Contact Us About the toolkit Sitemap for the Family Violence toolkit Related Links Version français Family Violence Toolkit Home page
   















What are you doing? Please send us a letter or email and we will include it on our web site.
Success Stories

Fact Sheet 1: What Is Family Violence?

The purpose of this fact sheet is to provide an overview of family violence and some definitions that employers should know. Many people believe that family violence is only physical abuse. However, family violence takes many different forms. It may also be psychological, sexual, financial or spiritual.

Types of spousal violence experienced by women and men, 1999  Physical Abuse includes hitting, pinching, slapping, pushing, punching, kicking, burning, stabbing or shooting. It may also include threats to cause harm.

  Psychological Abuse (sometimes referred to as emotional or verbal abuse) includes put-downs, name calling, jealousy, isolation from family and friends, and threats to leave the relationship or to commit suicide if the victim does not co-operate. 

  Sexual Abuse includes unwanted touching or sexual activity. It may include control over birth control, forced pregnancies or abortions and transmission of Sexually Transmitted Diseases (STD). 

  Financial Abuse occurs when an individual uses finances to control another individual. This could include forcing a person to hand over all or part of their salary or by denying someone access to their own finances.

  Spiritual Abuse occurs when an individual uses religious or spiritual matters to control another, such as forcing another to follow a particular faith or give up their religion.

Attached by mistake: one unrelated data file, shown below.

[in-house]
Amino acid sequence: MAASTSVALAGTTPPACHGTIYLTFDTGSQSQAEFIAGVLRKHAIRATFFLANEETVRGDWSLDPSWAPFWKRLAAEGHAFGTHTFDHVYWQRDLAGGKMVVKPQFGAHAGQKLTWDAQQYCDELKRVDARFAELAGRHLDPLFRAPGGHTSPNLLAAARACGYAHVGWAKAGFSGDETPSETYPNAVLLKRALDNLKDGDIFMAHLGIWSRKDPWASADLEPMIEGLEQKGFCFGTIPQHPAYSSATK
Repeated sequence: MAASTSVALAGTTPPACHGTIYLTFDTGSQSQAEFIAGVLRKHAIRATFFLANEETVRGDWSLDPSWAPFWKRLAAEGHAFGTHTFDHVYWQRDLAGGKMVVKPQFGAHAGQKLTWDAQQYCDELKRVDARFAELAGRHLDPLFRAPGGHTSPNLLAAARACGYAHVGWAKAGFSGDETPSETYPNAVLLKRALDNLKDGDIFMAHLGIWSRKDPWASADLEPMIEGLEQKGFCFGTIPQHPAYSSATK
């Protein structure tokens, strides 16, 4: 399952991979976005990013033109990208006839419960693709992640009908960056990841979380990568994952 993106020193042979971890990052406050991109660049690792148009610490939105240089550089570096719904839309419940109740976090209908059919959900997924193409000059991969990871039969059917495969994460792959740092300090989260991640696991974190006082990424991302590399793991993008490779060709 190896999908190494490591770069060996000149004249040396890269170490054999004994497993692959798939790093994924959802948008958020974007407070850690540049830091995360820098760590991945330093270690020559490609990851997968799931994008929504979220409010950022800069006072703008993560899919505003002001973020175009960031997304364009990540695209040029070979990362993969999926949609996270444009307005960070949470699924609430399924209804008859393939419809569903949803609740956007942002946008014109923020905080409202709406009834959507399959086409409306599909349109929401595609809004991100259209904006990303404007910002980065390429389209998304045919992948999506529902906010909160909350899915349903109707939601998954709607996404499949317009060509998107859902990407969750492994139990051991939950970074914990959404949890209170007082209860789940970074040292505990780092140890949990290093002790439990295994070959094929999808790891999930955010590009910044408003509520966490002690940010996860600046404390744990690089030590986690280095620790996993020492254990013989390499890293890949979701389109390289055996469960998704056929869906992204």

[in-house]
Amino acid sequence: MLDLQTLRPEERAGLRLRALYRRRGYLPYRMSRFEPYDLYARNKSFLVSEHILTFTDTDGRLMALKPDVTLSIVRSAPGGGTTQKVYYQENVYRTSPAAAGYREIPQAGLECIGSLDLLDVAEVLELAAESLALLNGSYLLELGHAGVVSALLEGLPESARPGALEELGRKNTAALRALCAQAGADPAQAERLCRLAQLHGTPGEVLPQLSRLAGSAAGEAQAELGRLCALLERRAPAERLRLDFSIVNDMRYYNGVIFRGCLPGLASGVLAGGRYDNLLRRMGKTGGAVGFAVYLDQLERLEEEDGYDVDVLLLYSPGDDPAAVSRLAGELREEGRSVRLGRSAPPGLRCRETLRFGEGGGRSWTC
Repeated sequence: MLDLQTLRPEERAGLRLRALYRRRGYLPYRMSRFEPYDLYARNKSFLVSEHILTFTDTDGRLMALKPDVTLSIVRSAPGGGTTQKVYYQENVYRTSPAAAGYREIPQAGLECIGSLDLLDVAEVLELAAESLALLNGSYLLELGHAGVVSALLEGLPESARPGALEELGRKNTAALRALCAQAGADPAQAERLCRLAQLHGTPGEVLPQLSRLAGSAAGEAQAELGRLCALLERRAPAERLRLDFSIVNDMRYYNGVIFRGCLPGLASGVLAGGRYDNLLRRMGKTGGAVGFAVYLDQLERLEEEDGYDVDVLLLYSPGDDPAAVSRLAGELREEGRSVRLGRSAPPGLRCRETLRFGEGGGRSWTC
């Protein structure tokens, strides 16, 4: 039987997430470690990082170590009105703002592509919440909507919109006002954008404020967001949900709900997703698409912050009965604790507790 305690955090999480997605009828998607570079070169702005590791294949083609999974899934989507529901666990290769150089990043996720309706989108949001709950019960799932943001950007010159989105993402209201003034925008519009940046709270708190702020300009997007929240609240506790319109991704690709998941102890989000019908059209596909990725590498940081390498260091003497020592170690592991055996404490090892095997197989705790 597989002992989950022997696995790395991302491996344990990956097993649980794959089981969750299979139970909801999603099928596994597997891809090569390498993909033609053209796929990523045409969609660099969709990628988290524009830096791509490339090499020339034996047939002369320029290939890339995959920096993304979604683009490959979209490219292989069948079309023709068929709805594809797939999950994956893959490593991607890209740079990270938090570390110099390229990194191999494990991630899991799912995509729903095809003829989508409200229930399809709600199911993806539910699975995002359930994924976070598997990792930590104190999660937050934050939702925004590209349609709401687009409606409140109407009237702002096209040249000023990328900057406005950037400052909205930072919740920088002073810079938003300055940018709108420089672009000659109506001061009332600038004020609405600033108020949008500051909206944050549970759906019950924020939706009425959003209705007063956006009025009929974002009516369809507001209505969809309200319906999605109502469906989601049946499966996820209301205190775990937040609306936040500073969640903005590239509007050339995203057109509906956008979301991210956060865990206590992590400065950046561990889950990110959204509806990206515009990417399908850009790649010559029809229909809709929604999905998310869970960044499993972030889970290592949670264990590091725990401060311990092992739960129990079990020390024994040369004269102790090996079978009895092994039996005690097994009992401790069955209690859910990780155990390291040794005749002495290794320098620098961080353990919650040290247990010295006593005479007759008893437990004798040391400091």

Graph A shows the most common types of spousal assaults and their differential impact on men and women in 1999.

All forms of abuse are wrong!
Many are against the law

Women victims the majority in all types of spousal violence, 2000Family violence can happen to anyone. Persons with disabilities, women, men, youth, seniors, and same sex partners may be coping with abuse and violence. Victims of family violence come from all socio-economic and cultural backgrounds. Regardless of gender or relationship status, family violence is characterized by a power imbalance, where one person tries to control another. The aggressor often uses intimidation, fear and abuse to maintain that control.

The Family Violence Survey conducted by Statistics Canada in 2000 found that 8% of women and 7% of men contacted in a telephone survey claimed to have experienced some form of violence in a personal relationship over the past five years.

Although anyone can be a victim of family violence, some people, such as persons with disabilities, are more vulnerable to abuse than others. Graph B shows that in a spousal relationship, women are the most likely to experience violence, especially severe, negative consequences such as kidnapping, stalking and murder.